Link to Owner Dr. Robert B. Pamplin Jr.



Portland Community College secures land, provides specifics for new training center

COURTESY IMAGE - A conceptual drawing of the interior of the proposed $24 million, 31,000-square-foot PCC training center slated for construction on 17.5 acres on Wagner Court in Scappoose.

It took little more than a decade, but Portland Community College earlier this month hit a milestone when it secured property near Scappoose Industrial Airpark to build an educational campus in Columbia County.

Voters in 2008 approved PCC's monumental $374 million capital construction bond. Columbia County voters approached the bond with disdain, however — among the projects considered, none were slated for Columbia County, which hosts a small percentage of voters in the broader PCC tax district,

and a majority of Columbia County voters rejected the bond.

PCC officials pledged to devote some of the 2008 bond money toward construction of a facility in Columbia County, however. College leaders initially sought to piggyback on other projects that failed to materialize near the airport, but the emergence of the Oregon Manufacturing and Innovation District Research & Development in March 2016 provided a foundation for future growth, and in 2016 PCC approved a resolution to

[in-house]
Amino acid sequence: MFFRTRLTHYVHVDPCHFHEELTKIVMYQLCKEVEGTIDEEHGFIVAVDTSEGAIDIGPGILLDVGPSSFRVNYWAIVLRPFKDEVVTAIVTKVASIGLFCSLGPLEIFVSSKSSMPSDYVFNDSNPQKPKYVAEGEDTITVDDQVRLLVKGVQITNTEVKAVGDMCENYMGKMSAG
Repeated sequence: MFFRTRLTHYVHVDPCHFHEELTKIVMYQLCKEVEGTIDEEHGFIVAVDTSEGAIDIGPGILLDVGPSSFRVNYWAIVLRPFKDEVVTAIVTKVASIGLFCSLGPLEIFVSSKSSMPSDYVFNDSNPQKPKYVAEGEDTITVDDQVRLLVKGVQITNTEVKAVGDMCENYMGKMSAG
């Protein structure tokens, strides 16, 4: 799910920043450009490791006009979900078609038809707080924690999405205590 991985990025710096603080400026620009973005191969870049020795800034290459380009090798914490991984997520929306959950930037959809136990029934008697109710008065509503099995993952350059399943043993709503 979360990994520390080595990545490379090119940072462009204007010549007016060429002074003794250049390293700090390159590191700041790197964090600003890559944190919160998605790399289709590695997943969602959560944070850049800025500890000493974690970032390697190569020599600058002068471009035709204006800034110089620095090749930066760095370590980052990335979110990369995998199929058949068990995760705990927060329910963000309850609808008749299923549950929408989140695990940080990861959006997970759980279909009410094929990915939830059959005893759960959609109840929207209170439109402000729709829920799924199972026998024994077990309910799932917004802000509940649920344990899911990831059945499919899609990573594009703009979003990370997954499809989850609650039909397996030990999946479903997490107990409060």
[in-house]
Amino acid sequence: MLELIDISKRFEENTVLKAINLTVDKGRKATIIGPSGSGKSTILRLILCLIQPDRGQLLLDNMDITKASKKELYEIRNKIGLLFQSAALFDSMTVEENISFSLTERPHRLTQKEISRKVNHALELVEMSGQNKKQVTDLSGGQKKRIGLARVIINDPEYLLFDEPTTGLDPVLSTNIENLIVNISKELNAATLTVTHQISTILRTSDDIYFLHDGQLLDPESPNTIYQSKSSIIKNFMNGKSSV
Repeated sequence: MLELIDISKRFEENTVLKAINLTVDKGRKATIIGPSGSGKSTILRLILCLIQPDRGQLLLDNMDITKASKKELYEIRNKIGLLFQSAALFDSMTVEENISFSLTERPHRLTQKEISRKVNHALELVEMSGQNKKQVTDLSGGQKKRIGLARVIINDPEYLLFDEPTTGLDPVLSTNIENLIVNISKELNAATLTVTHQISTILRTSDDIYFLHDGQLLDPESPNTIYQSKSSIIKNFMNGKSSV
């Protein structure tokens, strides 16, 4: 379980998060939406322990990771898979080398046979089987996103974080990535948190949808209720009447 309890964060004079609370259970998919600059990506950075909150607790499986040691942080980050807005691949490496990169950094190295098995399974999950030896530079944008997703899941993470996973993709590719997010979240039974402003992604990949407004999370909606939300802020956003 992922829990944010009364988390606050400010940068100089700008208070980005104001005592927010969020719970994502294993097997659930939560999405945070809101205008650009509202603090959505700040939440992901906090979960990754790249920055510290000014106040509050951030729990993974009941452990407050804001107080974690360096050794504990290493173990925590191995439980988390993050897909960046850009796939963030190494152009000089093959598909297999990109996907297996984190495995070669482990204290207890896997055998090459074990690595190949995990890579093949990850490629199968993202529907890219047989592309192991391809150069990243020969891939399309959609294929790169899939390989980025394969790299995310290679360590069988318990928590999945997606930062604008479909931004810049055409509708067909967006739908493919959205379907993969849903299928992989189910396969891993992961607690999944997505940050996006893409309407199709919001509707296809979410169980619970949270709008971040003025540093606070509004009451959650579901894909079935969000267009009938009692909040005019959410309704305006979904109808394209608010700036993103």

purchase land in Columbia County for an educational center.

Following a year of negotiation, the sellers of 17.5 acres adjacent to the Scappoose airport and in the vicinity of OMIC R&D backed out of a land deal with PCC. The community college's leadership signaled its intent in September to exercise eminent domain authority for the property, noting that the property owners had entered into a sale agreement which they ultimately reneged on.

Earlier last month, following a condemnation action in Columbia County Circuit Court, PCC received the green light to take possession of the target property for an offered sale price of $3.19 million.

With the land in hand, PCC plans to construct a $24 million, 31,000- square-foot workforce training center.

Andrew Lattaner — who was hired in June to work as PCC's director for its OMIC workforce training center — presented conceptual drawings of the proposed center at the Dec. 16 Scappoose City Council meeting.

Some land preparation for the center has already begun, and its doors are expected to open in spring or winter


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